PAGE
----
What is a Bioregional Collective Trust?

Bioregional Collective Trusts safeguard assets and resources for not only a bioregional area, but also for a bioregional movement. Since governments and corporations were not created to manage ecosystems or steward resources in a fair, equitable and open manner, it is our job to safely steward bioregional resources, according to our principles and values, in a way that protects them within a capitalistic and exploitative world, and make sure they are not appropriated, misused or harmed, all while stewarding them and keeping them available to use for the members of those communities and movements. What is generally missing is the input of the people who use these commons. They have the unique expertise, cultural understanding and long-term incentives for effective resource supervision. This is why local and regional participation in the care and allocation of transboundary commons is now becoming a crucial factor in decisions on the governance.

The purpose of a bioregional trust is to safeguard a resource for future generations. Just as some communities across the world have become adept at preserving, creating and replenishing their local commons, bioregional trusts can also apply the principles of subsidiarity, polycentricity and inclusive decision-making to the protection and production of resources that are shared on a broader scale. In addition, a bioregional trust may generate funds which could be used for ecological restoration as well as a basic income for the people of a region.

Licensing Information

The Cascadia Commons 1.0 License was created by the Bioregional Collective Trust and Alexander Baretich as a way to safeguard the Cascadia Flag from misuse and exploitation, while keeping it free and open for the supporters and members of the Cascadia movement.

The Cascadia Flag is free to use for personal, educational, non-profit and non-commercial use as long as the terms of use of the Cascadia Commons License are respected. Any group or individual that wishes to manufacture, distribute or advertise a product or service bearing the Cascadia Flag or Douglas Fir Tree must obtain permission by filling out our application form, agreeing to the terms of service, and receiving approval.

Attribution should be used as: Cascadia Commons License 1.0. Used with permission of Alexander Baretich and Bioregional Collective Trust.

The Cascadia Flag, Tree and other identifiable marks are legally recognized intellectual property protected by United States trademark laws.

Who needs to become licensed?

Any group or individual that wish to trade on the goodwill associated with the Cascadia Flag or Movement marks, use it in a public manner or benefit commercially from utilization of those marks must become licensed in order to do so.

A license involves signing an agreement (contract) with the trademark owner(s) in which the licensee (vendor) agrees to comply with various provisions. The following is a summary highlighting the main provisions contained within the License Agreement for each of our clients:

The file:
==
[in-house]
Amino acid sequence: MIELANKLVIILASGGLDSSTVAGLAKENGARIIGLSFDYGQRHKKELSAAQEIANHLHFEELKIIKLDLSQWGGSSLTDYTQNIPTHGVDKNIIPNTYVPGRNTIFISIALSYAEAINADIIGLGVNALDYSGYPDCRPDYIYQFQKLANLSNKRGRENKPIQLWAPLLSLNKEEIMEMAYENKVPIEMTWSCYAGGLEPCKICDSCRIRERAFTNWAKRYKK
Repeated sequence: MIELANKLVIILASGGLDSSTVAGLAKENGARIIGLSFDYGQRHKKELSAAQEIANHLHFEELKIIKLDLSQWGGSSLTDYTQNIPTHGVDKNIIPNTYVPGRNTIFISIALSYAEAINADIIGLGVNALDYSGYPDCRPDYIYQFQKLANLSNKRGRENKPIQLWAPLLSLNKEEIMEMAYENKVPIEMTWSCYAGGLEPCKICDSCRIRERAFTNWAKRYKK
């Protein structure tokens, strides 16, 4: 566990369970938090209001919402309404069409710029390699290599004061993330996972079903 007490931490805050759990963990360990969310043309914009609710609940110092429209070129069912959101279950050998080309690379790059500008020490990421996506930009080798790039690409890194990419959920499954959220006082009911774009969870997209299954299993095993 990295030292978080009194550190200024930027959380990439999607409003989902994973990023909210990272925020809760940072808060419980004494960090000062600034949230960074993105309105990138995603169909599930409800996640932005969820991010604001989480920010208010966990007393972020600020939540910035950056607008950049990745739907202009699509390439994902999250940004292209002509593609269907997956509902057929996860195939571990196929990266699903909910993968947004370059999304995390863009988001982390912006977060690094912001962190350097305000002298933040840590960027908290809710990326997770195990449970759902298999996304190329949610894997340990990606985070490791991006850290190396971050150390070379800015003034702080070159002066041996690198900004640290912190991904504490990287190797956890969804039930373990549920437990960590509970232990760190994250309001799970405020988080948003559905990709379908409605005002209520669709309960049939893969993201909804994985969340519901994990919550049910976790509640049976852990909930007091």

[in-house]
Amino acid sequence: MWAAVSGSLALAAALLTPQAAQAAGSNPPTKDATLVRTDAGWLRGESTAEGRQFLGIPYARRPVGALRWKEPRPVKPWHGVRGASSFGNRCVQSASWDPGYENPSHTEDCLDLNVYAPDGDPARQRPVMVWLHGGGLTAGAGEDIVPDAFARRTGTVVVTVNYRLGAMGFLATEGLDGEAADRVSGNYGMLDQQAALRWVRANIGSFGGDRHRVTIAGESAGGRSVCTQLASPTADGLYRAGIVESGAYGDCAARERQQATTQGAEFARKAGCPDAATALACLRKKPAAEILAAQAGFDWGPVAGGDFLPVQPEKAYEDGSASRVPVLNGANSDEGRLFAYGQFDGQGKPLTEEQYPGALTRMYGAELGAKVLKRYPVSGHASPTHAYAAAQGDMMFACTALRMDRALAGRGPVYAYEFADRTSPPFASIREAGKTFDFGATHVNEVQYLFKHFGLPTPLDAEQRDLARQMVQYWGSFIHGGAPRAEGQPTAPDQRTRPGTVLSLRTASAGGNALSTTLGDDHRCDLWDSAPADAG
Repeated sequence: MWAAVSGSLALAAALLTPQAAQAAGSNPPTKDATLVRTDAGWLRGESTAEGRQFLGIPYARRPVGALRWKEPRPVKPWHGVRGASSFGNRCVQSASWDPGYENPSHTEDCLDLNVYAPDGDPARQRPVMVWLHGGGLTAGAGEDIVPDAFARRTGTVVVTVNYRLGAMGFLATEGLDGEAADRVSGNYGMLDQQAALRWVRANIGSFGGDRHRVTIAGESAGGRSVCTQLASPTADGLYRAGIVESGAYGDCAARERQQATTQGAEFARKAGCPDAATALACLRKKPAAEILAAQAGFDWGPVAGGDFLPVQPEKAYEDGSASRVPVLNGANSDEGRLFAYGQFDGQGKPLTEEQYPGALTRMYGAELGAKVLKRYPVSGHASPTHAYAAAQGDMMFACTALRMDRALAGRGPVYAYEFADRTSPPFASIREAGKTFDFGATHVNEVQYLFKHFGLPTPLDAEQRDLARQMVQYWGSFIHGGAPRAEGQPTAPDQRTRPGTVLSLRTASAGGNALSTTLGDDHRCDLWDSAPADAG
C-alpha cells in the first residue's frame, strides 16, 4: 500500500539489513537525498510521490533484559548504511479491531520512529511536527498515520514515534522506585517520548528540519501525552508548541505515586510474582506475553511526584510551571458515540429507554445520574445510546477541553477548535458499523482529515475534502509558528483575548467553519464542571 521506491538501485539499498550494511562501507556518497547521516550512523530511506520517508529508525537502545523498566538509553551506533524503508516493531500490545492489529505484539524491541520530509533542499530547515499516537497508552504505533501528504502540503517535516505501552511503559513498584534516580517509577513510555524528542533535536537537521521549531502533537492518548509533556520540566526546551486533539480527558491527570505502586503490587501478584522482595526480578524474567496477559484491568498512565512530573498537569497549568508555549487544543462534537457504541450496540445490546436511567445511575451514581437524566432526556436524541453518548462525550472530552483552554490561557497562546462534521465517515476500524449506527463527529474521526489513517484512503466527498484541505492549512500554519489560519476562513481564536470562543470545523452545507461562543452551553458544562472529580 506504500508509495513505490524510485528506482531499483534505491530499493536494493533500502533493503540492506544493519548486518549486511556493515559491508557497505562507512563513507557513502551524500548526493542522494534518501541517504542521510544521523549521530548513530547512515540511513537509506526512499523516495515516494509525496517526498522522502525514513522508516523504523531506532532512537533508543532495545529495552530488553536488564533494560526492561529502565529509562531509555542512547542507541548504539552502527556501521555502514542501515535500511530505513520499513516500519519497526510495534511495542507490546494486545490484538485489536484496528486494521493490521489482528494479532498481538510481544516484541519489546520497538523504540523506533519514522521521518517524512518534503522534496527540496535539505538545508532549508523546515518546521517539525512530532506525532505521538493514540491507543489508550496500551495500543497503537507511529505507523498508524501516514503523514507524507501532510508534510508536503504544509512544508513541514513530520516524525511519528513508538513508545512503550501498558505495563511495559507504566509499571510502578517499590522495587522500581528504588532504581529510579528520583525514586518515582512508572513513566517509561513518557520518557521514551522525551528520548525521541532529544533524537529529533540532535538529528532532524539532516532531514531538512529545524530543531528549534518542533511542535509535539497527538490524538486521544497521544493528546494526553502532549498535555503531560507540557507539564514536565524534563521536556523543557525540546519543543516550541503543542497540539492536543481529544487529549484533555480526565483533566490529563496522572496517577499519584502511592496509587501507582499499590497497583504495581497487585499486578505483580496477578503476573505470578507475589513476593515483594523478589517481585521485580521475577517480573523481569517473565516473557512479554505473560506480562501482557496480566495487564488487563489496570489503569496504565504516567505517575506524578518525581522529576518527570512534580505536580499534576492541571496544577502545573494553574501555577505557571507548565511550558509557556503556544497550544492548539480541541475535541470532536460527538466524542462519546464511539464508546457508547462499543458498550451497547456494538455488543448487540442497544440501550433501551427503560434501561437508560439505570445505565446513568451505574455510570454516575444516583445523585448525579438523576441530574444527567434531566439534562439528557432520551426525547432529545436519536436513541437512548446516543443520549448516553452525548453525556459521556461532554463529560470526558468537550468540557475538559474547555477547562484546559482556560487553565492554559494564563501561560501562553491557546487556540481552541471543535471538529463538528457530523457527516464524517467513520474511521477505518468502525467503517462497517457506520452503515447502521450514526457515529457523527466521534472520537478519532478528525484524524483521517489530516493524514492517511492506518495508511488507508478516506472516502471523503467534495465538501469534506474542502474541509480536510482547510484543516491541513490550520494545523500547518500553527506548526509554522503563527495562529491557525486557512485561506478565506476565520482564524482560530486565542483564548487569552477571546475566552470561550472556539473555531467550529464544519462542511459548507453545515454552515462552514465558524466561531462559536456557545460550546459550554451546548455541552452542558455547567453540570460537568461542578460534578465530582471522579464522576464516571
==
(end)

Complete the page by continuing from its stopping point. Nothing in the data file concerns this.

The trademark owner grants non-exclusive licenses for the use of its marks.

Quality Standards

Licensee must agree to make their products within the Cascadia bioregion using ethical labor practices and sustainable environmental standards unless express permission is granted. Licensee also must agree to respect minimum pricing standards that are established by the Cascadia Bioregional Trust.


Commercial Licensees over a certain size agrees to pay a royalty, based on the gross sale of the product or service, for all licensed products sold by licensee. The royalty rate is set by the trademark owner and may vary from client to client.

Where Do the Royalties Go?

Royalties are split evenly between Alexander Baretich and the Cascadia Flag Cooperative Inc, and the Department of Bioregion, which maintains the Bioregional Collective Trust, and which maintains a legal defense fund for protecting the flag and other bioregional symbols from misuse.


Licensee must report sales and pay royalties on a quarterly basis (within thirty (30) days of September 30, December 31, March 31, and June 30).


One year agreement, automatically renewing each year unless terminated by either party.


The organization(s) can terminate upon written notice if licensee fails to observe the terms of the agreement.


Licensee must maintain a $1 million comprehensive general and product liability insurance policy naming “Affinity Licensing’s clients” as additional insured.

Prior to executing any agreement, the licensee should read it carefully as the above outlines only major terms under the agreement.

Once a potential licensee remits a application per organization with whom they would like to become licensed, the application is considered “submitted” and we will begin our review procedure.